The Science Behind Good & Bad Fats

Good fat

In the health and fitness world, fats often seem to be demonized or misunderstood, yet they form an essential part of your daily diet – or at least, they should! This article gives you the truth about fats, looking at the science behind good and bad fats as well as exactly how they affect your body. You’ll also find details of exactly how much to consume per day for optimal health and performance.

What are fats and where do we get them?

Fats are one of our three macronutrients (the others being carbohydrates and protein). The scientific name for them is triglycerides. Each gram of fat contains 9kcal of energy.

Fats can be obtained from a variety of sources, including animal products, certain vegetables, and nuts.

Different types of fat

There are three major types of fat; saturated, monounsaturated, and polyunsaturated. These terms refer to the number of hydrogen atoms attached to the main molecule; saturated fat has more hydrogen atoms, unsaturated has fewer. This means that saturated fats are more likely to be solid at room temperature.

As a general rule, animal fats tend to be more saturated, as do tropical fats such as coconut oil and palm oil. Vegetable oils tend to be more mono- and polyunsaturated.

What are fats used for?

As you probably already know, humans have a tendency to store fat within our bodies. This is because fat is a great source of energy. Our bodies always want to have some energy reserves in case of starvation.

Fat is also used to protect vital organs, essentially through cushioning, as well as to insulate the body from extremely cold temperatures.

We also need to eat fats in order to obtain essential fatty acids, which cannot be made within our bodies but which are necessary for a huge array of functions, such as supporting our immune system, forming cell membranes, and maintaining various hormonal functions.

How much fat per day?

Since you’re probably reading this article with training in mind, the amount of fat you need to eat per day will largely be determined by the number of calories left over after the other macronutrients have been taken care of.

Let’s look at an example.

Brendan weighs 180lb and is currently training in the gym 3 times per week. He is trying to gain weight, and is currently eating around 3000kcal per day in order to achieve this.

He should be aiming to consume 1g of protein per pound of bodyweight. This means that he’ll be eating 180g of protein per day. Since 1g of protein contains 4kcal, this means that Brendan will eat 720kcal of protein per day.

From our article on carbohydrates, we also know that Brendan needs to eat between 1g and 3g of carbs per pound of bodyweight. Since he trains 3 times per week and is moderately active at work as well, we’re going to say that he needs 2g of carbs per pound of bodyweight. This means that he needs 360g of carbohydrates per day. Like protein, 1g of carbohydrates contains 4kcal, so Brendan will eat 1440kcal of carbohydrates per day.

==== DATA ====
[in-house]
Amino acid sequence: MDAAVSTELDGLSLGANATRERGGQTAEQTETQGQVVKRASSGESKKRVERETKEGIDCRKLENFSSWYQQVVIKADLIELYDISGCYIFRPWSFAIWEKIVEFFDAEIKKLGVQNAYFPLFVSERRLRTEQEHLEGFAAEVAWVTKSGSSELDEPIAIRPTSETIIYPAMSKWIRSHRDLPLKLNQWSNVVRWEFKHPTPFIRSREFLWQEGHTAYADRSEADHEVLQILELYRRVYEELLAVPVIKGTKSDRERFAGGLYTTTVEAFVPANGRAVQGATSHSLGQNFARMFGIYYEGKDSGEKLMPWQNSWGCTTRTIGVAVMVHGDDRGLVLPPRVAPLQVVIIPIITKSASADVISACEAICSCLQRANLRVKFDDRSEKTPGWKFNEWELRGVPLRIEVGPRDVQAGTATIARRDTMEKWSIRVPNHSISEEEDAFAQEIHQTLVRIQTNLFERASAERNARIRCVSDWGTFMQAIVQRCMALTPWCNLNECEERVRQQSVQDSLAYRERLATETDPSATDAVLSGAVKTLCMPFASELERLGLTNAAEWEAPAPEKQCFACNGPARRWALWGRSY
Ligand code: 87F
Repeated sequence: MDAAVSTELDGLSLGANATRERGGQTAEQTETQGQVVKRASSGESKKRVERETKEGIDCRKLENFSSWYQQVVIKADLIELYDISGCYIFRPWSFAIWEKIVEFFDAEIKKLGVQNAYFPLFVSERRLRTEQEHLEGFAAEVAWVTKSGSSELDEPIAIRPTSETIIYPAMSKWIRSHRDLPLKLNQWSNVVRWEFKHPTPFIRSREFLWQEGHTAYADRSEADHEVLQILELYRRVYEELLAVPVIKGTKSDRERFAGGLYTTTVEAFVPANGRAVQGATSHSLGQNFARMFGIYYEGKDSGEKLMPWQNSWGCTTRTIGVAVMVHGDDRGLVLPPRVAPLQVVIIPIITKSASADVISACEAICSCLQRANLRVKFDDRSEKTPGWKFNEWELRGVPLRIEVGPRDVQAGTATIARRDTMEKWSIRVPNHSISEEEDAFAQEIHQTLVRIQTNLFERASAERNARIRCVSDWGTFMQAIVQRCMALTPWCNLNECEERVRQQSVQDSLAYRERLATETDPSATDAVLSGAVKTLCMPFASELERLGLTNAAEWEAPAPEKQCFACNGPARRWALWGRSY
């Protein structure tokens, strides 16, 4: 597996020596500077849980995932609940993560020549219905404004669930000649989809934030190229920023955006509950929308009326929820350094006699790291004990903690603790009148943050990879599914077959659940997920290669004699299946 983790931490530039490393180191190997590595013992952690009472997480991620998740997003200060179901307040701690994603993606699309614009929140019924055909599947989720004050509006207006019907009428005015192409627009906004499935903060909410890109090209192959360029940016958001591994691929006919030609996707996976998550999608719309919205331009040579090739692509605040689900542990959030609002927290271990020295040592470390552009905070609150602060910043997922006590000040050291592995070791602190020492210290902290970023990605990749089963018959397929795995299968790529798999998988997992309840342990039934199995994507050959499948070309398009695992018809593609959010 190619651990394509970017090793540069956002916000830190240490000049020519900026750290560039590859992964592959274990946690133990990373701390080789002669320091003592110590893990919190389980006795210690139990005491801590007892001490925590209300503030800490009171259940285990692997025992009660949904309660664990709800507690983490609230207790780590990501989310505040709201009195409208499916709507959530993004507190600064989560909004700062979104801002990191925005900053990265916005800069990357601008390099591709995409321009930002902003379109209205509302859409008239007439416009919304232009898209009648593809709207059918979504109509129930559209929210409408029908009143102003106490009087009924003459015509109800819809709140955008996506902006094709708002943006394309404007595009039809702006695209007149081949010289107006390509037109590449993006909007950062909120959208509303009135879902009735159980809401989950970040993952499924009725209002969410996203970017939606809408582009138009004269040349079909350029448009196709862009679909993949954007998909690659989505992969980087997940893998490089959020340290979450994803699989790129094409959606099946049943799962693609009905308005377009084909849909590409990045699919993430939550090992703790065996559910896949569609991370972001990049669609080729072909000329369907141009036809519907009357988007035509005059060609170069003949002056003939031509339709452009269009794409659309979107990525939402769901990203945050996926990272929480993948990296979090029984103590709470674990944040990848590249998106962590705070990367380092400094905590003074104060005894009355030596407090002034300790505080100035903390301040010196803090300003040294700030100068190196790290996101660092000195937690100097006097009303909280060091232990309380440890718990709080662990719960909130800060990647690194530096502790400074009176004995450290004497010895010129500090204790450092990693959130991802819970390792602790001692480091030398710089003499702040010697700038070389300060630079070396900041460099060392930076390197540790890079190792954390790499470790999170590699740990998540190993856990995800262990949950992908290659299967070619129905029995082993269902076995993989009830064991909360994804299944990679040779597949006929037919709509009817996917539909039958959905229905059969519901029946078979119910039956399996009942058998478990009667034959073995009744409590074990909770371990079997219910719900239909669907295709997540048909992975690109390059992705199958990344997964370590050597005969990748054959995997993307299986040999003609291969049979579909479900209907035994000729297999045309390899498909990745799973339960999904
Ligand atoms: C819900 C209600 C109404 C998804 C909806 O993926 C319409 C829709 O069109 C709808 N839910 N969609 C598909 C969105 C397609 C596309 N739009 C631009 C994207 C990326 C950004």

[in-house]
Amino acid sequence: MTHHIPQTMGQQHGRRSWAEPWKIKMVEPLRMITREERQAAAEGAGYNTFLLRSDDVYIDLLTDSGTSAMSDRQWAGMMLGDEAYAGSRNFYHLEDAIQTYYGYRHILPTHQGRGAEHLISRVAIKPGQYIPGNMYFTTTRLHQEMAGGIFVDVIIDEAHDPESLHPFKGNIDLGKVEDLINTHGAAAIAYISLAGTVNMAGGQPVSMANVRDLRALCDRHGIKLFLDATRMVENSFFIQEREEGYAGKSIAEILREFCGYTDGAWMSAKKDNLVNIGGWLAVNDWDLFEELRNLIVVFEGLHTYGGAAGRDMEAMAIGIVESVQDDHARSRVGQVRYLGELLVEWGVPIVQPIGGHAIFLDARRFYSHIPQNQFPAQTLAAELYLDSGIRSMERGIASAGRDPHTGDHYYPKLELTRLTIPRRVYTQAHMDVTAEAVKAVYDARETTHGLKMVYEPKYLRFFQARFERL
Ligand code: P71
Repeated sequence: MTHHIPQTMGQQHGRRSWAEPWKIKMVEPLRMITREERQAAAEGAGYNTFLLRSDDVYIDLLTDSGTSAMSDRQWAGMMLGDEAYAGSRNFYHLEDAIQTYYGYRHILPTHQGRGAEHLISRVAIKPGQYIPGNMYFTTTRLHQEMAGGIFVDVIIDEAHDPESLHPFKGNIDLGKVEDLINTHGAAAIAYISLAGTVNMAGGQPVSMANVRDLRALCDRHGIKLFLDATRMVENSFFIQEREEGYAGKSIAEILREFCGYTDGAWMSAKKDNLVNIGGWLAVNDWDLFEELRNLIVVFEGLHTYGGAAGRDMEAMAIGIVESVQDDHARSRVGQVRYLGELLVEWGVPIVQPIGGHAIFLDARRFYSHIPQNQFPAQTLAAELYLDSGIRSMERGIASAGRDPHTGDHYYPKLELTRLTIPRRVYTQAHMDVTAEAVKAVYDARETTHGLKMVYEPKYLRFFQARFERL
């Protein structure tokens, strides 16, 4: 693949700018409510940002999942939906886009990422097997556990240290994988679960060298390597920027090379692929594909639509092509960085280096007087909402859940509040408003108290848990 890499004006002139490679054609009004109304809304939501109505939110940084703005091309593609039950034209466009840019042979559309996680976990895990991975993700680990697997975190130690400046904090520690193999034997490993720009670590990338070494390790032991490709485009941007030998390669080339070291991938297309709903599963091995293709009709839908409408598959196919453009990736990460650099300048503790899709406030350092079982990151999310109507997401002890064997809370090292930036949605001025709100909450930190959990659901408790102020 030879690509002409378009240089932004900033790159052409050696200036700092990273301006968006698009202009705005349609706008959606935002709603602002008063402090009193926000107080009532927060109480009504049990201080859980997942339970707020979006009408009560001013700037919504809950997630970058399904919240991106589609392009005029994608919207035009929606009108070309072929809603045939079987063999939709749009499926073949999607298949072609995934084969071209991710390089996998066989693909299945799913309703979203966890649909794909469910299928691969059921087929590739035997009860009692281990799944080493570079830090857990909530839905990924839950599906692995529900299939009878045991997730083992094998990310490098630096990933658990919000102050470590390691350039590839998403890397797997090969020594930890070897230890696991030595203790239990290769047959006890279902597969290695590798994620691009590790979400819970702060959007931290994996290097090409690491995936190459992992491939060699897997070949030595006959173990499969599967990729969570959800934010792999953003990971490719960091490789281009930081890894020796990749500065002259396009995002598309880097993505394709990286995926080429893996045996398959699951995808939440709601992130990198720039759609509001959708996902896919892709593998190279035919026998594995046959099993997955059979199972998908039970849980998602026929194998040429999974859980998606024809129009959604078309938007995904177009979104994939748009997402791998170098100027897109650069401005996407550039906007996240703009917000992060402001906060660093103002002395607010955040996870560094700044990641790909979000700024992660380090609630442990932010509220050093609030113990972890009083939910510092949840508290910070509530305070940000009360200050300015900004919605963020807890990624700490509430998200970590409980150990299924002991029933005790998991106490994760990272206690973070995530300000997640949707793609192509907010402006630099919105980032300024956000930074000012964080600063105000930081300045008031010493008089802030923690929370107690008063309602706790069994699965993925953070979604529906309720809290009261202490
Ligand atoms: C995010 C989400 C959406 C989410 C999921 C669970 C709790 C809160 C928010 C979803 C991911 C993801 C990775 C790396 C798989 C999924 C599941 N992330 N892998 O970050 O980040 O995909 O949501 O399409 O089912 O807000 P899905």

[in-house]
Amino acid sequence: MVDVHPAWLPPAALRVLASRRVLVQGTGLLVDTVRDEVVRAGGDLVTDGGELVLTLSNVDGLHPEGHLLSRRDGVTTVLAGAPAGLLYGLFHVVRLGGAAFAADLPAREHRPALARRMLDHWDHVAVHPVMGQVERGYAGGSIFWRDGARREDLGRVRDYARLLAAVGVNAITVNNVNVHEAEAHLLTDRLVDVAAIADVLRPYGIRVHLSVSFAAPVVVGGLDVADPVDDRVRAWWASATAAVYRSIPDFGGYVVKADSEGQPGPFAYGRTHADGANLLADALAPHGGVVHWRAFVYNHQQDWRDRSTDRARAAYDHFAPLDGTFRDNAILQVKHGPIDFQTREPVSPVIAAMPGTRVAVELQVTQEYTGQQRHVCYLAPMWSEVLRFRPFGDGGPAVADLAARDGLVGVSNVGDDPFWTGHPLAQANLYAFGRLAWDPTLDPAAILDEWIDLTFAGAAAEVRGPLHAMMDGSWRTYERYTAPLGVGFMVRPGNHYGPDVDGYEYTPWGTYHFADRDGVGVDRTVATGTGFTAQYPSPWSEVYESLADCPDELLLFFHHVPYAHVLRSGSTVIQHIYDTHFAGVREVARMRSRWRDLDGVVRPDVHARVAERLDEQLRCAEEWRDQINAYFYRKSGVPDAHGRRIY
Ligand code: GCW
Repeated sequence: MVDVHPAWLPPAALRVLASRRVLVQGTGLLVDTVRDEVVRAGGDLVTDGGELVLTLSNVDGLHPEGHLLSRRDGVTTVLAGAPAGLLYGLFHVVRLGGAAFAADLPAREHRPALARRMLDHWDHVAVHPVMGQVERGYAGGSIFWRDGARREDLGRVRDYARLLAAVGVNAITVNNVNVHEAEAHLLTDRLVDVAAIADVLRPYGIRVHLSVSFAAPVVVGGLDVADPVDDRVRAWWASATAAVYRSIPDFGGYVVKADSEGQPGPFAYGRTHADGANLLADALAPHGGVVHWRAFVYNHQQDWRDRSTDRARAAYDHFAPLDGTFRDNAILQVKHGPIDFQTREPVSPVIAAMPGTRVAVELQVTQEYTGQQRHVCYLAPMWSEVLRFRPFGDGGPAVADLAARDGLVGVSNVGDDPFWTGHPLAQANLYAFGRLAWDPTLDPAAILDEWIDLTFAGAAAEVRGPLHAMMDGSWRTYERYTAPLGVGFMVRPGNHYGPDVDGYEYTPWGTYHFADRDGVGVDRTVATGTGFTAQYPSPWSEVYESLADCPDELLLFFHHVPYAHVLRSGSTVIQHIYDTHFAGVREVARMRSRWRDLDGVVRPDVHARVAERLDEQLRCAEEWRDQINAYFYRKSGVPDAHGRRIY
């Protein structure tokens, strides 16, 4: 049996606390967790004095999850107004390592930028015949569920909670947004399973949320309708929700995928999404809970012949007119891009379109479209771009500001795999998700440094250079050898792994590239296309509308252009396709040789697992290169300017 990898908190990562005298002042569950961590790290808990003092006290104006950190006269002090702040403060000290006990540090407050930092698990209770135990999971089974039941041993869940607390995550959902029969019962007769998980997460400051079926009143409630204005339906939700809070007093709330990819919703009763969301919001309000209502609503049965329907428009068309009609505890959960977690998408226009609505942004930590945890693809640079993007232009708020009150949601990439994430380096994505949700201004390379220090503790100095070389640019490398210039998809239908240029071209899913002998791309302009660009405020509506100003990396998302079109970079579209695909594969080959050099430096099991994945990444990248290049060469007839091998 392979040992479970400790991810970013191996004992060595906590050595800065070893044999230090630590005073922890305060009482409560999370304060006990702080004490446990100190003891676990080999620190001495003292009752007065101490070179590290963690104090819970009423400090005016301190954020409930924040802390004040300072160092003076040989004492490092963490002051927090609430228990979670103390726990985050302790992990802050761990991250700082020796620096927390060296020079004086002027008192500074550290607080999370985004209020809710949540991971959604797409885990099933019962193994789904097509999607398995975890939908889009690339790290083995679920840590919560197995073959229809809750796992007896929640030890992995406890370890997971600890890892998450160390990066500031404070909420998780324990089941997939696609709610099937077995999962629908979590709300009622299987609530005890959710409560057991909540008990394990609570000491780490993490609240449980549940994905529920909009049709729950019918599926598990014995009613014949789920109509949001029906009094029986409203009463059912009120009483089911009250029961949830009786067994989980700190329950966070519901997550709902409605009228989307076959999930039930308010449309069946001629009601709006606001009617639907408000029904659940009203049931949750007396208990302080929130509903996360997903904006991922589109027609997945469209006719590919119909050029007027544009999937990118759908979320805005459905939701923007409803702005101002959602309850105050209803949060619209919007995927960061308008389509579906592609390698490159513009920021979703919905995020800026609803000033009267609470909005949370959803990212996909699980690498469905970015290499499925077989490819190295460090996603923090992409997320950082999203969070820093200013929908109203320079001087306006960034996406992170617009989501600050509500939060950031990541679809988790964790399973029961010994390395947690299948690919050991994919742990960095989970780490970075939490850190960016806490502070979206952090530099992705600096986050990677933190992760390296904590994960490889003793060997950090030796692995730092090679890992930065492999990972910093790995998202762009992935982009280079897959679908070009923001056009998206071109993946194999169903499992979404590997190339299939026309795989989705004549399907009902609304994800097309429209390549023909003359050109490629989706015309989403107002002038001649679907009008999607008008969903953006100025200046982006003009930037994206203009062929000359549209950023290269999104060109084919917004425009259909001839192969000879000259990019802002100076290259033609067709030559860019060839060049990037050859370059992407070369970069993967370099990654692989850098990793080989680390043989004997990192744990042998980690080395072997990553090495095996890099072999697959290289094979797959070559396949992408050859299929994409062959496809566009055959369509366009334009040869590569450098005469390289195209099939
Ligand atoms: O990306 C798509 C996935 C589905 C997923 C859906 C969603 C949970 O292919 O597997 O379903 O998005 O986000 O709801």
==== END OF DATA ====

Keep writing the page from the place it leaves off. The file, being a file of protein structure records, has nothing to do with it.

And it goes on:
Now, we take Brendan’s total daily kcal allowance and remove the calories taken by protein and carbs. 3000kcal − 720kcal − 1440kcal = 840kcal. This means that Brendan has 840kcal left to spend on fats.

Since we know from this article that 1g of fat contains 9kcal, we can divide 840kcal by 9 to work out exactly how many grams of fat Brendan should aim for each day. 840kcal ÷ 9 = 93g. So Brendan should aim to eat 93 grams of fat per day.

I know this is quite a bit of math, but if you want to optimize your progress in the gym, it’s 100% worth it!

Bad fats – the fats to avoid

I don’t like thinking about foods as either “good” or “bad,” as nutrition tends to be a little more complex. However, when it comes to fats, the science is very clear. Hydrogenated fats and their offshoot, trans fats, are definitely bad for your health.

These fats are made by artificially adding hydrogen atoms to unsaturated fats in order to make saturated fats, which have a longer shelf life. This process is known as hydrogenation.

Hydrogenated fats have been linked to long-term heart issues and strokes, as well as to increasing levels of low-density lipoprotein (LDL, or “bad” cholesterol, if you will). Not only that, but trans fats have been linked to increased bodily inflammation.

Your best bet is to avoid any products that have the word “hydrogenated” anywhere on them. Mass-produced baked goods and fast food often contain hydrogenated fats. Luckily, an FDA ban will come into effect in the United States in 2018, preventing the use of these oils in foods.

We’ve finished chewing the fat

Alright! That’s pretty much all I’ve got to say about fats for now. If you’ve stuck with me through the entire article, then you’ll know all about what fats are and which foods contain them. You’ll also know the difference between good and bad fats, as well as how much fat to include in your daily diet to maximize your health and performance.

Have you worked out how much fat you need each day yet?